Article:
Portsmouth planners must raise their game | Penny Mordaunt

Congratulations are in order this week, and not just for the amazing Team GB.

Friday, 13th August 2021, 9:18 am
Updated Friday, 13th August 2021, 9:19 am
Old Portsmouth taking a beating from the sea. PICTURE: WILL CADDY (080988-19)

The Milton Neighbourhood Forum has submitted its plan to Portsmouth City Council. This has been a huge undertaking for them, and it is a quality piece of work.

Years ago – I’m sure it feels like a lifetime to them – I asked Planning Aid and officials from the Department for Local Government (now Ministry of Housing, Communities and Local Government (MHCLG)), to provide a training session at Stamshaw Community Centre to help people put in place these plans.

That was the start of it and the community has worked extremely hard to create the first plan of its kind in the city. We must make sure it is fully utilised.

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Our local planning department has had its own challenges. The lockdown and the nitrates issues that preceded it have presented challenges.

There are regular complaints and pleas for help that come into my office about backlogs and delays to processing applications. I frequently raise this with the council.

We have been without a local plan resulting in the city council’s position of refusing developments being weakened.

It is vital we ensure planning is given proper support and it has all the skills needed to make use of new initiatives, such as the design guide and also documents like Milton’s neighbourhood plan.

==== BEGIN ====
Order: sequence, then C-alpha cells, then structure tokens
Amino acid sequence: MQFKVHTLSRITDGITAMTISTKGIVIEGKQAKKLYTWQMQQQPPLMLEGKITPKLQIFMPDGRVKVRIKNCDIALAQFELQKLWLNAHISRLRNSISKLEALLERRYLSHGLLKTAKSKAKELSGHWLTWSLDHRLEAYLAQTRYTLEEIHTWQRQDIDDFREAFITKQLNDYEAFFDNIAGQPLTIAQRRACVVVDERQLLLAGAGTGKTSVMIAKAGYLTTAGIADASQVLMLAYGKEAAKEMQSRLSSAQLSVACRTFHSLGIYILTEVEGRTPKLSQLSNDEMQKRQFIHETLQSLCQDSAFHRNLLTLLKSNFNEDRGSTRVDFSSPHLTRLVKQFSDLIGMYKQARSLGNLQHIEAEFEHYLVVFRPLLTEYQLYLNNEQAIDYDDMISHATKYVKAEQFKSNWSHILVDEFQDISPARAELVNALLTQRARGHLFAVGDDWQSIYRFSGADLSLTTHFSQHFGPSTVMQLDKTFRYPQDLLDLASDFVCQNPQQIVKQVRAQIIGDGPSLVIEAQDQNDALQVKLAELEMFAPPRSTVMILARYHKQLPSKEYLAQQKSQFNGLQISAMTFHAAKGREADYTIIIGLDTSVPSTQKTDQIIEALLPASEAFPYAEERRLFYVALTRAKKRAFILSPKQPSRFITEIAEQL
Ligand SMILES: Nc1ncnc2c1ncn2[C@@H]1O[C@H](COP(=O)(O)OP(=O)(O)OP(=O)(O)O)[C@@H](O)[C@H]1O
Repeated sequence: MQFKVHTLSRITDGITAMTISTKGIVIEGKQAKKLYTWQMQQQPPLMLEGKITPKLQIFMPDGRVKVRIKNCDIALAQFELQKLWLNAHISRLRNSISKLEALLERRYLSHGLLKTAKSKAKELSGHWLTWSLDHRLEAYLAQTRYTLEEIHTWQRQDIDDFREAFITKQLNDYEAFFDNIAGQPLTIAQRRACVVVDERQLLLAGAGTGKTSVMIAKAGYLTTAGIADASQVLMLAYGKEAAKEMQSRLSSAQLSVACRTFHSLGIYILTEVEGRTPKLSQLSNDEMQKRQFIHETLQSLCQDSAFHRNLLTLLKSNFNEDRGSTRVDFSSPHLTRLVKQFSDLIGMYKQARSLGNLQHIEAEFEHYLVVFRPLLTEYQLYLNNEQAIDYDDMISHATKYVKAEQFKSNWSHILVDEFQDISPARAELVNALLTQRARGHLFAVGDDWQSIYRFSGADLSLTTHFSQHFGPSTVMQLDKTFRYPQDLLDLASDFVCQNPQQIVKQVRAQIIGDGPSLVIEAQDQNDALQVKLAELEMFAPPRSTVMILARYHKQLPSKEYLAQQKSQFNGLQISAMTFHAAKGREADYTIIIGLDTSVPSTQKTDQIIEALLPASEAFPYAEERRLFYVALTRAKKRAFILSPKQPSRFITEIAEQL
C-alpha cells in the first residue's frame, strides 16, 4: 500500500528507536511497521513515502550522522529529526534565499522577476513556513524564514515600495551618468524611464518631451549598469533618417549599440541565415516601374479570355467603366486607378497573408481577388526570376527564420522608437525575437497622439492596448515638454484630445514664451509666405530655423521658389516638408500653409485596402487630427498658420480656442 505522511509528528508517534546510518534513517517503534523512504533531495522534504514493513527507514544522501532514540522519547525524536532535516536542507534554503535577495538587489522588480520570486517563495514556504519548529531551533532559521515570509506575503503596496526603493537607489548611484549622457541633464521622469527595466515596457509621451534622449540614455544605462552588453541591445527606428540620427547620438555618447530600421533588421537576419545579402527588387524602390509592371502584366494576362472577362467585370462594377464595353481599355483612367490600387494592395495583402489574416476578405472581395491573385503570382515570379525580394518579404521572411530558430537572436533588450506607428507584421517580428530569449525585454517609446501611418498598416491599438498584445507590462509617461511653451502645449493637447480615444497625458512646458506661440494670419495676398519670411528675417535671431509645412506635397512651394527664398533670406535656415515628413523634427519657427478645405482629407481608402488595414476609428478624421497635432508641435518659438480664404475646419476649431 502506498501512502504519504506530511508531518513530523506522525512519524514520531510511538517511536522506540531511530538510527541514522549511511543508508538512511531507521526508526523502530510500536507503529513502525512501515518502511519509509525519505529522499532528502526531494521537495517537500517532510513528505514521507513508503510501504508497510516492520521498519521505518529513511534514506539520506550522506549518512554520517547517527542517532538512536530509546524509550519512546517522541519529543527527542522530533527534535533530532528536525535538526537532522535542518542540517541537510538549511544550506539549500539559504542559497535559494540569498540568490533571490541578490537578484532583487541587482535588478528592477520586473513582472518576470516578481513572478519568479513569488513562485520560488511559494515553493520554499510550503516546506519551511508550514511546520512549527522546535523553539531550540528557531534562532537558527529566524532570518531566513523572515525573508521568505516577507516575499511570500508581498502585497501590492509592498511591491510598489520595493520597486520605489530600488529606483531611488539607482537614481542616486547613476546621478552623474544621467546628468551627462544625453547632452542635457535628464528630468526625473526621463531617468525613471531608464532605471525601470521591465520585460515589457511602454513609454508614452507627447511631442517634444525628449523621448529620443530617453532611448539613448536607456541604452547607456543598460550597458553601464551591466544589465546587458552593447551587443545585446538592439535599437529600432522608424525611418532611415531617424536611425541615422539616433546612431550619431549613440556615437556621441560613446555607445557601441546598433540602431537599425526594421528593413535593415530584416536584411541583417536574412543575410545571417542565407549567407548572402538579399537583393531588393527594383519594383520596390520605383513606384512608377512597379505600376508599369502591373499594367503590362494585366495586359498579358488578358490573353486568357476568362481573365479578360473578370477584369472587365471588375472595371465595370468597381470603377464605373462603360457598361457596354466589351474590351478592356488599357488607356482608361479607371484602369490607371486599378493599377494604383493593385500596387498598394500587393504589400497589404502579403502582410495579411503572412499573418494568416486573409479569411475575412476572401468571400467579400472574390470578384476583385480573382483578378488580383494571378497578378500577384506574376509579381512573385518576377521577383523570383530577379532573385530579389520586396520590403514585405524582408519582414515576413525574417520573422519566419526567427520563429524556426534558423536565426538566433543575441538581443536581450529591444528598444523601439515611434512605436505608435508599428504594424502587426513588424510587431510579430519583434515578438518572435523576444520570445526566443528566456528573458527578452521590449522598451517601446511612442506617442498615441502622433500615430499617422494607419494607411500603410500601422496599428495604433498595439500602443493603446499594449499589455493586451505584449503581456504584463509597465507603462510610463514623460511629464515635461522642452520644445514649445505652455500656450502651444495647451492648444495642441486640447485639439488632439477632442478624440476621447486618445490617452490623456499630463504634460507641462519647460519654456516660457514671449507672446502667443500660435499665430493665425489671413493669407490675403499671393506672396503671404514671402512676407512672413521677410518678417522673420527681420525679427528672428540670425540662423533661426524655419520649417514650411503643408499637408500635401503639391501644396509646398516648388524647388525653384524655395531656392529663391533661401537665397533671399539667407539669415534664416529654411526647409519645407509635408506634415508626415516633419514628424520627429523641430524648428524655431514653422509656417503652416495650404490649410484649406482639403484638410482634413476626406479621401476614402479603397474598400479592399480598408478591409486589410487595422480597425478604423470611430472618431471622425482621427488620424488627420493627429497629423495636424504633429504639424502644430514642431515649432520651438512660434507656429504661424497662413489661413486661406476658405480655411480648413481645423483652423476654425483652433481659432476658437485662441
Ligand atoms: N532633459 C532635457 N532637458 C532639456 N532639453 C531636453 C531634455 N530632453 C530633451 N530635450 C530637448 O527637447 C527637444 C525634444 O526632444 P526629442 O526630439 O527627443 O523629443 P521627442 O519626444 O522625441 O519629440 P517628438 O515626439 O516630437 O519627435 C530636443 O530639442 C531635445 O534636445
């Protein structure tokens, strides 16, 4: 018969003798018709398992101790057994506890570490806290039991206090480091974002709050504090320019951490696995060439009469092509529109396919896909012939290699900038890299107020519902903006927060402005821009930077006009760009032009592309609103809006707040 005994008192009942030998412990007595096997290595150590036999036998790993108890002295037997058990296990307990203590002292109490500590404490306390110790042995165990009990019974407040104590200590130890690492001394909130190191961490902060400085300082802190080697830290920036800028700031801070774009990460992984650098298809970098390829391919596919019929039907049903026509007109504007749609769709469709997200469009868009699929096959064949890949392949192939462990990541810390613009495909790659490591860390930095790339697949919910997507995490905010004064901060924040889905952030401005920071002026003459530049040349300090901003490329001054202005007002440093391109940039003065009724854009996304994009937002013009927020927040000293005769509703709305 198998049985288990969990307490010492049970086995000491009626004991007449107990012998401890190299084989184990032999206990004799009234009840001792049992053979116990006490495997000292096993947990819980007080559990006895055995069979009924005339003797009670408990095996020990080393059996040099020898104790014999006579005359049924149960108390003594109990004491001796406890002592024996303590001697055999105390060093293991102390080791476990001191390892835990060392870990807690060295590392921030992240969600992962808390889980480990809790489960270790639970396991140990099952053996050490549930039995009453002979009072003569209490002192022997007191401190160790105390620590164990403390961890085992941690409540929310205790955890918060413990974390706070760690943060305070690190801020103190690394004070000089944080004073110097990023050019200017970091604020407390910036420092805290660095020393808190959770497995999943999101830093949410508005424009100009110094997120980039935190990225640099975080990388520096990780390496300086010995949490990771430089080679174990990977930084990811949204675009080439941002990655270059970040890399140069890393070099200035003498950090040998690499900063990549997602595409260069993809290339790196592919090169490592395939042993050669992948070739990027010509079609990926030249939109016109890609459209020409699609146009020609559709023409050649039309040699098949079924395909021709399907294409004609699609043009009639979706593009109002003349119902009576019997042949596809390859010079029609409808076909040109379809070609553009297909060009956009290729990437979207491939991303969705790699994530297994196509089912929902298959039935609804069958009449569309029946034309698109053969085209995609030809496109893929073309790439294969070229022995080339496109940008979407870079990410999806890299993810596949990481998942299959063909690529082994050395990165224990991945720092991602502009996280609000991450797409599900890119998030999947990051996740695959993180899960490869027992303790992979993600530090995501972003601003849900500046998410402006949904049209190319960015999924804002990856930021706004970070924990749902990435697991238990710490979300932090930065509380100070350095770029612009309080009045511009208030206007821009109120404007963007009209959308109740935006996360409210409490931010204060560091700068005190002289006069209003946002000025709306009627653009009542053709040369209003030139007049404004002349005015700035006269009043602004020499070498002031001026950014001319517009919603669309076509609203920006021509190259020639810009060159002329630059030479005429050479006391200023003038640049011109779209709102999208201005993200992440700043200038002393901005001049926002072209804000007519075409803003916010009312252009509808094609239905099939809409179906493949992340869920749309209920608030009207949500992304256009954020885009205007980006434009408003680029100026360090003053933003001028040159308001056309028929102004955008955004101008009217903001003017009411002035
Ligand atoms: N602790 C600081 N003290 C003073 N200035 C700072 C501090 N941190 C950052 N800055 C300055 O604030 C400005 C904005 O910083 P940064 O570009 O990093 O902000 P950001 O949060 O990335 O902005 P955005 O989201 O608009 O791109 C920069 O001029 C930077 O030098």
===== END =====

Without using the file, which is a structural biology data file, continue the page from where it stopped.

There are some big opportunities in the next few months – a new plan for the city, and hopefully funds from the Levelling Up fund bids. However, we must also make the case to MHCLG that we need the flexibility to design and build what will work for us here.

We want new homes but recent weeks have shown some developments have led to flooding nearby. We need to allow innovation to rethink HMOs and a housing offer that works and provides what people need without impossible pressures on utilities and parking spaces.

We need our planners to demand more in terms of flexibility and beauty in what is being built. We need to incentivise the conversion of derelict buildings which are often an eyesore. We need to think about connectivity and green spaces. And we need to recognise that good development is just as much about quality of life and opportunity as it is about dwellings.

Done well in the next few years we can accelerate the regeneration of Portsmouth.

To be successful we must place local people at the heart of our city plan, and we must ensure MHCLG listens about what and where we build.

This week I have more meetings with that department and will be setting out how we can achieve our shared ambition of more homes built, but not at the price of floods, poor quality, and overwhelmed infrastructure.

Portsmouth planning needs to raise its game and MHCLG needs to listen.

A message from the editor, Mark Waldron.

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